Government watchdogs Philadelphia 3.0 and The Committee of Seventy aren't giving up on their legal push to limit how often the Philadelphia city commissioners oversee elections in the city.

The pair this week filed an appeal in Commonwealth Court after a state judge rejected a lawsuit against the commissioners.

"I would suspect this issue will pop up again. Maybe not every primary, every election, but with some degree of regularity," said Larry Otter, who is representing Philadelphia 3.0

The petitioners have argued the Pennsylvania state election code bars the trio from managing elections when there's a ballot question that would alter the city's home rule charter. Specifically, they maintain, because those kinds of questions present a conflict of interest.

The City Solicitor's Office, which is representing the commissioners, and the courts have disagreed.

The day before Tuesday's primary election, Common Pleas Court President Judge Sheila Woods-Skipper shot down a lawsuit aimed at temporarily replacing the commissioners with judges or so-called electors.

Woods-Skipper sided with the city, saying the state election code only applies to proposed changes to county home rule charters, not city home rule charters. Lawyers for the Committee of Seventy and Philadelphia 3.0 argued state law is relevant because City of Philadelphia and Philadelphia are one in the same.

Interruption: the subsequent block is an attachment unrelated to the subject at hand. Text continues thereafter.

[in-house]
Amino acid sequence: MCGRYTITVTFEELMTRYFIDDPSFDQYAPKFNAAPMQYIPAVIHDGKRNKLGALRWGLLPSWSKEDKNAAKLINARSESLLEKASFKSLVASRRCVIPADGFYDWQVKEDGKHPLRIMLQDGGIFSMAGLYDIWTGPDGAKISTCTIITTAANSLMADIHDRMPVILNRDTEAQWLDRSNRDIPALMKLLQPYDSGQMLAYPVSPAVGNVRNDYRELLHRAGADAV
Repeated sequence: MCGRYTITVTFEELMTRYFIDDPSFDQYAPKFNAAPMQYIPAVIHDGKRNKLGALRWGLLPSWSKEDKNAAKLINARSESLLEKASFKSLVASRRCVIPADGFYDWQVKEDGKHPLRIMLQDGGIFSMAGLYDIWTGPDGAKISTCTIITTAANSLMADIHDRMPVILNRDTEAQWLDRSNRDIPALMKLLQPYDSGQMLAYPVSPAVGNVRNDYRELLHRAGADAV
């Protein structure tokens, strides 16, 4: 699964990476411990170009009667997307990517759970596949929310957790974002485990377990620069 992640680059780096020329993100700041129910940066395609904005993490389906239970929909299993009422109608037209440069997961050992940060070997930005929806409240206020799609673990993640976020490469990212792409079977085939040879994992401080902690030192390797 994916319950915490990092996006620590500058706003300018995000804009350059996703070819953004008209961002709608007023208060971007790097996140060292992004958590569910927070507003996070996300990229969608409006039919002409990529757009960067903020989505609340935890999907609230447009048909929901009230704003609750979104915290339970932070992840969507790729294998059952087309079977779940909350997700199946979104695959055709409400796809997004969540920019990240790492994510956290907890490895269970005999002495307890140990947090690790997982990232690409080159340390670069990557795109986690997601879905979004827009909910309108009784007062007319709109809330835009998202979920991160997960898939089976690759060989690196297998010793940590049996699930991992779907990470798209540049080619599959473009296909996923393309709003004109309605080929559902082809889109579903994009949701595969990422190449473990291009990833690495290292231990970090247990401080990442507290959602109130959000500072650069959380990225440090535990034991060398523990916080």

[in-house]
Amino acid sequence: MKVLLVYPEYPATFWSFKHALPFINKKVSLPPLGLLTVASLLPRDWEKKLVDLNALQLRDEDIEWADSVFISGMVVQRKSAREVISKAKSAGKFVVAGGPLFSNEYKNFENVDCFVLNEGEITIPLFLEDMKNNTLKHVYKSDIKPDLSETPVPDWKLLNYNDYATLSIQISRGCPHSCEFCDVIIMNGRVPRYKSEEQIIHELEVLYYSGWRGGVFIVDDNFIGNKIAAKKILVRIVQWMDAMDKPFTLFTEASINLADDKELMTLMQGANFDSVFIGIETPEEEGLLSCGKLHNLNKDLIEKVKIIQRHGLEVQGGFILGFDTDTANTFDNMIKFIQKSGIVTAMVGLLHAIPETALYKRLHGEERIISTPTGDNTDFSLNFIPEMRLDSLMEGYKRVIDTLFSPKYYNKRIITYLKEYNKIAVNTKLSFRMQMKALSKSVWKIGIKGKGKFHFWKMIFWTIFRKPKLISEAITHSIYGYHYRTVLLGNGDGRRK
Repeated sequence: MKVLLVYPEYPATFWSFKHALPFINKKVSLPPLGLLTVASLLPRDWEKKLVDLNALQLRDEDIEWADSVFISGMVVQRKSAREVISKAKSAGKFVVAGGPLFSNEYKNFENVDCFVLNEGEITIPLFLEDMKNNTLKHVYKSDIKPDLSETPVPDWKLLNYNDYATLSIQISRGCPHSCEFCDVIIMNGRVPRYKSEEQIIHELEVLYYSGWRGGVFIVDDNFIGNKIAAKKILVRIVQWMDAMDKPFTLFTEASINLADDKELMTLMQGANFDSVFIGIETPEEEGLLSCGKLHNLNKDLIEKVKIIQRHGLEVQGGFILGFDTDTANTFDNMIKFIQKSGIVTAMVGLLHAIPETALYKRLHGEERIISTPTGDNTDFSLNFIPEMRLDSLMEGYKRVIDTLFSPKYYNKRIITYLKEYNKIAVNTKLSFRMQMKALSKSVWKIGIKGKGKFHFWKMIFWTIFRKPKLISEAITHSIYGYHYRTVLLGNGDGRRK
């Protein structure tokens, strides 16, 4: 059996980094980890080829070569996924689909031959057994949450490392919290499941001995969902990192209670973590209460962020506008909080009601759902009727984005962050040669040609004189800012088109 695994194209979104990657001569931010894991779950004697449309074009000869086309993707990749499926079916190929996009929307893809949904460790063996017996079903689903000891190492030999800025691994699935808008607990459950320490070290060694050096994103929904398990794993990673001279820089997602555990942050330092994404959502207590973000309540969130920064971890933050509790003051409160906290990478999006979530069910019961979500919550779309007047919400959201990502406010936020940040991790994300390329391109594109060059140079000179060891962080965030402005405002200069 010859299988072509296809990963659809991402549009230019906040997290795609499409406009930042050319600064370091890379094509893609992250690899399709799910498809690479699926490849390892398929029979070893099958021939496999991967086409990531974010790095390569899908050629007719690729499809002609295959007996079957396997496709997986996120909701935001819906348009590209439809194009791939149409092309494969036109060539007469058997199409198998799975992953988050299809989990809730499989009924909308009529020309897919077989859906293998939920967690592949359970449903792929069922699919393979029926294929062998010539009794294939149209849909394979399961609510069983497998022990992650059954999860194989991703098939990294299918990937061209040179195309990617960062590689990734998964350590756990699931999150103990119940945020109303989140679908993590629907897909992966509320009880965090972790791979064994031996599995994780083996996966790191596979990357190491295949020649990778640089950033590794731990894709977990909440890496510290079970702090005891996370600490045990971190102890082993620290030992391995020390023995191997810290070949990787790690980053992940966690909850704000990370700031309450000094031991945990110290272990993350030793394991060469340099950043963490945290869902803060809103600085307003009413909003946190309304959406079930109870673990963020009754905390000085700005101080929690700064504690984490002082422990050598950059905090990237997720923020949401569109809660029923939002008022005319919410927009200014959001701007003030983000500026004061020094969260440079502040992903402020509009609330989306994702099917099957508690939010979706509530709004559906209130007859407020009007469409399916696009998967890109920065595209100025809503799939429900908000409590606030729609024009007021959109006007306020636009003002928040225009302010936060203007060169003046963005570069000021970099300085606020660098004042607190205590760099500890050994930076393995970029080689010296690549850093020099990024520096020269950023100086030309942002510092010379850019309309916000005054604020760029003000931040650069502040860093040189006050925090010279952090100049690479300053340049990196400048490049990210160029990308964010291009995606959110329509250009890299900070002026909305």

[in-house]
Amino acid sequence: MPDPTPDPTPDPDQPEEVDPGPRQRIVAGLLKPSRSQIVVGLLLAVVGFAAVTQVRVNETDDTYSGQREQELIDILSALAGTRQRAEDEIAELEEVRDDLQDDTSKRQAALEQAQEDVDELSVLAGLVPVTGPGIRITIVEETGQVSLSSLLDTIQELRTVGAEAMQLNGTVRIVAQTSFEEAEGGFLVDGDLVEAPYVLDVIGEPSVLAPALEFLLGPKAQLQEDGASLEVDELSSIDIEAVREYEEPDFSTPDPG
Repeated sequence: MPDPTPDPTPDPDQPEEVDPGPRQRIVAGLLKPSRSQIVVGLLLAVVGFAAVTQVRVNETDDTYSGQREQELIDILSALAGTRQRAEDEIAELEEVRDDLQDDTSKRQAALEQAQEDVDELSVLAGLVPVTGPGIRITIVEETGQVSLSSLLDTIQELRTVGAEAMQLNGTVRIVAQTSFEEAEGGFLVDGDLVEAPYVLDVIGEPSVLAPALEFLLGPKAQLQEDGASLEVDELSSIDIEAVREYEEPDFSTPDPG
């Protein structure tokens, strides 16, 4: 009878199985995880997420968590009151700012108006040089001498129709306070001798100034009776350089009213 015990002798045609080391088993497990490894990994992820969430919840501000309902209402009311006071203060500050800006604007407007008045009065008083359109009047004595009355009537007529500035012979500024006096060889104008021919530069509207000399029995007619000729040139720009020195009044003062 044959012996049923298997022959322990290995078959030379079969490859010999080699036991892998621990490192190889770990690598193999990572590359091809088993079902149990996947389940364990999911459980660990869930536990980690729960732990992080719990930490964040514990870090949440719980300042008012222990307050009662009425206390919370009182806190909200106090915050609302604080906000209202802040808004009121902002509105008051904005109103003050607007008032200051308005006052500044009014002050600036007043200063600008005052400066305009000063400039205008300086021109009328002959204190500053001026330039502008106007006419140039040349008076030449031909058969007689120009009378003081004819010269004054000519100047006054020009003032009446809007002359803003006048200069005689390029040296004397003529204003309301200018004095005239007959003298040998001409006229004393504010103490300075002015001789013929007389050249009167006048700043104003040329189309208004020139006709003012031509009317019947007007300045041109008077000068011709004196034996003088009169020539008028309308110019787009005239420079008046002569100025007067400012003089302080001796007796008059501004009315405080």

In mid-April, the Pennsylvania Supreme Court denied a motion to compel Woods-Skipper to recuse the commissioners.

In response to the suit against her, Woods-Skipper's lawyers said the president judge and her court are "not appropriate advocates to advance arguments" regarding the state election code or "to defend any institutional interests."

It could take months before there's a ruling in Commonwealth Court.

If the appeal is unsuccessful, the case could end up back in the hands of the Pennsylvania Supreme Court.

"We're in this for the long haul. We think there's something important at stake," said David Thornburgh, president of Committee of Seventy.

The City Solicitor's Office doesn't comment on pending litigation.

Republican City Commissioner Al Schmidt has had harsh words when asked about the legal fight.

"Given our shared interest in elections, it would be better if they tried working with us to improve elections rather than wasting everyone's time," said Schmidt.

The Better Philadelphia Elections Committee, of which Philadelphia 3.0 and the Committee of Seventy are a part, wants to replace the office with a department of elections led by a director, who would be appointed by the mayor.

The commissioners have argued the director would be beholden to the mayor, not the public.
Getting rid of the city commissioners would require an ordinance from City Council, the mayor's signature and voters to agree via ballot question.

Thornburgh said the coalition "always welcomes" discussions with members of City Council about introducing a measure that would eliminate the city commissioner's office. To date, no one has indicated, at least publicly, that they'd be interested in introducing such a measure.